ThinkProgress and Washington Monthly both have posts on this latest event. In the latter, Steve Benen states:
There are key differences between violent right-wing radicals and mainstream Americans who happen to be conservative.
I have to take issue with his statement. The mainstream of US conservatism may not be ready to run out and create the kind of mayhem reported of late, but the tone of the rhetoric that has predominated conservative spheres of late has at least been of apologist tones for such incidents if not overtly supportive of such attacks. There has been no-one in the group Benen presumes to exist who has denounced the violence in any believable fashion, called for an end to such assaults on such targets or taken any truly meaningful action to end the cycle. The closest we have heard to date is the sort of "horrifically regrettable necessity" language used by the far right to subliminally defend a "by any means necessary" approach to achieving their goals.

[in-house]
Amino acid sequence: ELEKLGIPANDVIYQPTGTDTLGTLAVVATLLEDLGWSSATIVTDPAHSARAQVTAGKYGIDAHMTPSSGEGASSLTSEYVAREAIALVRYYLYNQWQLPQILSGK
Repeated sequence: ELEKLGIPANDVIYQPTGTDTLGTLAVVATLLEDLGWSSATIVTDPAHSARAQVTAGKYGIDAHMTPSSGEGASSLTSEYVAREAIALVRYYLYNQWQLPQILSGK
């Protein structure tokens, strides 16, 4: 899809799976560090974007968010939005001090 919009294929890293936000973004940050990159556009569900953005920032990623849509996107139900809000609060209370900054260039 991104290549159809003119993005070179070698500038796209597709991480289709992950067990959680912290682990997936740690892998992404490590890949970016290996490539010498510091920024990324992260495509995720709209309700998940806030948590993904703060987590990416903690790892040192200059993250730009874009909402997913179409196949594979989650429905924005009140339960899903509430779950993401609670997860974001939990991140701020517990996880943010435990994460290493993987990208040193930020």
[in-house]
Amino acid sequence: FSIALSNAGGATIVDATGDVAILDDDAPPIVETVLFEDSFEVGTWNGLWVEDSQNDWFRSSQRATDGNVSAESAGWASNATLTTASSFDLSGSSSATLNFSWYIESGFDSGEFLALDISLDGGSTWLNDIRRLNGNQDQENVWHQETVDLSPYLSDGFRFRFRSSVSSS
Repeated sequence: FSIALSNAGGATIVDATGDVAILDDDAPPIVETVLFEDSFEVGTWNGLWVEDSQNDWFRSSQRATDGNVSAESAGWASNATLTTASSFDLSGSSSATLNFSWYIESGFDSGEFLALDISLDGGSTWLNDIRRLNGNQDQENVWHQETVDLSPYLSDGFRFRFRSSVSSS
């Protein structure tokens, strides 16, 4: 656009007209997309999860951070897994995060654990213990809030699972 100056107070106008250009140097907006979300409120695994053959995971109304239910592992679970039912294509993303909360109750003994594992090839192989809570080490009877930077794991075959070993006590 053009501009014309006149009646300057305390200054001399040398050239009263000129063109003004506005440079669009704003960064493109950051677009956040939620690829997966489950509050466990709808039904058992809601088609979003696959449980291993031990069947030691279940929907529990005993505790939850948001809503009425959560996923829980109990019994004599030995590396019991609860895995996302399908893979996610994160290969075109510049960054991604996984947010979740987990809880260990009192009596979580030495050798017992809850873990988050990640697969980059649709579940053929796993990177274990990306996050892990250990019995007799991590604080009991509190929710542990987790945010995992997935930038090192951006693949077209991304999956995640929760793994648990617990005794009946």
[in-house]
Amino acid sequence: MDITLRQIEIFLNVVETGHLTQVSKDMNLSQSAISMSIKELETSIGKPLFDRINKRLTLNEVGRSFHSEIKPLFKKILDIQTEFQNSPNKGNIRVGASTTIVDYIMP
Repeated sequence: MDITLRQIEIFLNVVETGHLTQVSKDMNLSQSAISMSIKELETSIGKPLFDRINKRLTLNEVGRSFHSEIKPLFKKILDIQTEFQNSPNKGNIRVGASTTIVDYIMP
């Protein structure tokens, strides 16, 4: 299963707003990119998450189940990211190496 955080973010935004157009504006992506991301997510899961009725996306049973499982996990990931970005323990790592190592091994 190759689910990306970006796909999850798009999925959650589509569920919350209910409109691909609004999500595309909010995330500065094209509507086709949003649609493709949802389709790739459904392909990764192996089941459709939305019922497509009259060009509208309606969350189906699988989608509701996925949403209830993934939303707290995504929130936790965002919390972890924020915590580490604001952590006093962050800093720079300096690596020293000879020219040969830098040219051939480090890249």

If "mainstream Americans who happen to be conservative" expect to maintain any respectability in the wake of the Tiller murder and today, they need to be more obvious in their distancing themselves - in deed as well as in speech - from the advocates of the recent violence. Without such steps, the acquiescing silence of such individuals will only reinforce the fringe's impression that their actions are condoned, and will encourage more such lunatics to indulge in similar violent episodes.